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The Impact of Violence

A research team studying three ethnic groups in northern Kenya has found that widespread violence poses a greater and qualitatively different threat to human wellness and dignity than extreme poverty.

Scientists, policymakers and humanitarian organizations have generally found it difficult to determine what the effects of violence are in communities whose residents are already stressed by poverty and severe weather. This research provides quantitative data that support the conclusion that living with endemic violence leads not only to grief, fear, injury and violent death, but also to more subtle but equally injurious costs in mental and physical health.

Researchers from the University of Arizona and Western Michigan University conducted intensive qualitative interviews and collected psychological, physical, dietary and socioeconomic health data in two village sites for each of three different Kenyan ethnic groups: The Pokot, the Samburu and the Turkana. Each pair of sites was culturally and economically comparable but distinct with respect to the degree of exposure to violence. Using this method, they found that emotional trauma was greatest in the community where violence was most recent, but adult nutritional status was worst in communities where exposure to violence was sustained for the longest time.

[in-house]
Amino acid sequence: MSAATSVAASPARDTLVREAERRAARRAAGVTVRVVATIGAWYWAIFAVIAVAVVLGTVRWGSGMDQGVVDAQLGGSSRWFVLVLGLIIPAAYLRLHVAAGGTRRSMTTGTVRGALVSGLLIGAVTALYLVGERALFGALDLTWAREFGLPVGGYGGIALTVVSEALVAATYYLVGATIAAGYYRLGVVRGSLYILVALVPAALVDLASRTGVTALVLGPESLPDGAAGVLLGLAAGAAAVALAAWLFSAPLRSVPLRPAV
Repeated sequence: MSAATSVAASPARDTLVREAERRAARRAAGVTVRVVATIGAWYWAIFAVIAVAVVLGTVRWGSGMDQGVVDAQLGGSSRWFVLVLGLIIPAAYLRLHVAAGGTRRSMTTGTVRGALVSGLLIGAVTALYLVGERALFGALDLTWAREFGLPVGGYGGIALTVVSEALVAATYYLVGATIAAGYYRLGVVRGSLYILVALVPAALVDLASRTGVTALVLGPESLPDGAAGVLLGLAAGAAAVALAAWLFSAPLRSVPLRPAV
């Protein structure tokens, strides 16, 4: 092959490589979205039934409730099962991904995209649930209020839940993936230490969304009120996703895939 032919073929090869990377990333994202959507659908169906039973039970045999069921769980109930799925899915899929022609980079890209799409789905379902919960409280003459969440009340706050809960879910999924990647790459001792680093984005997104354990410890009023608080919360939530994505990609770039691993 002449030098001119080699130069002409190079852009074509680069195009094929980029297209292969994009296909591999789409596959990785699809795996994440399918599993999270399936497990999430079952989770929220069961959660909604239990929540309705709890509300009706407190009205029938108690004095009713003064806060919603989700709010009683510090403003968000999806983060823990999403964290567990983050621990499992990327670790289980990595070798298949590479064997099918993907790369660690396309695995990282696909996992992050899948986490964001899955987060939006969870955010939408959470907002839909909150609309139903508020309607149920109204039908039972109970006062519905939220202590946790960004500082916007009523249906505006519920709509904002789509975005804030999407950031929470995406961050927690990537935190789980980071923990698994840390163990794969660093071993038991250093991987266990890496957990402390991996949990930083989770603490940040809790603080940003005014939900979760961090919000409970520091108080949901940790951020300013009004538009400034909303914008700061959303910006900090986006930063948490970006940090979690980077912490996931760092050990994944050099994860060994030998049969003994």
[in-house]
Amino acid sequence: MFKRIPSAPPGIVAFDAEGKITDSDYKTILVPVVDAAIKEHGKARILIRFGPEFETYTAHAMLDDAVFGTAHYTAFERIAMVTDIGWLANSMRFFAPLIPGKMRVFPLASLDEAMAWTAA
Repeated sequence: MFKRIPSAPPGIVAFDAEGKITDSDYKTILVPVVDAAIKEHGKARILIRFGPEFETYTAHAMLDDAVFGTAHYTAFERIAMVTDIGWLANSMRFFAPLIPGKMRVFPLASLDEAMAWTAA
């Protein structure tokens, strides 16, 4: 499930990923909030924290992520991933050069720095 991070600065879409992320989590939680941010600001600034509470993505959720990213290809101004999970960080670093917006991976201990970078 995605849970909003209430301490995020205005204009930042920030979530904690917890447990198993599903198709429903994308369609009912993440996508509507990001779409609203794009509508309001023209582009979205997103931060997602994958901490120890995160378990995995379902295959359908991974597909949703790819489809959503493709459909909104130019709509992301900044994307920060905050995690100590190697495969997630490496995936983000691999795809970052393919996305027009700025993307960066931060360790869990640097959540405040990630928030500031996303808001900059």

Overall, the researchers found that persistent violence compromises nutritional coping strategies in ways that are significant for health but often hidden from view. Food and psychological stress are increased by the daily need to create meals from food that must be collected in dangerous locations that are considered to be of lower and demeaning quality.

Images (1 of )

  • a samburu woman crosses a danger zone carrying a heavy load
  • graph shows the turkana, the kenyan group exposed to violence the longest, as the thinnest
A Samburu woman crosses a danger zone carrying a heavy burden.
Bilinda Straight, Western Michigan University
The Turkana, exposed the longest to violence, were particularly thin.
Ivy Pike, University of Arizona; Bilinda Straight, Western Michigan University

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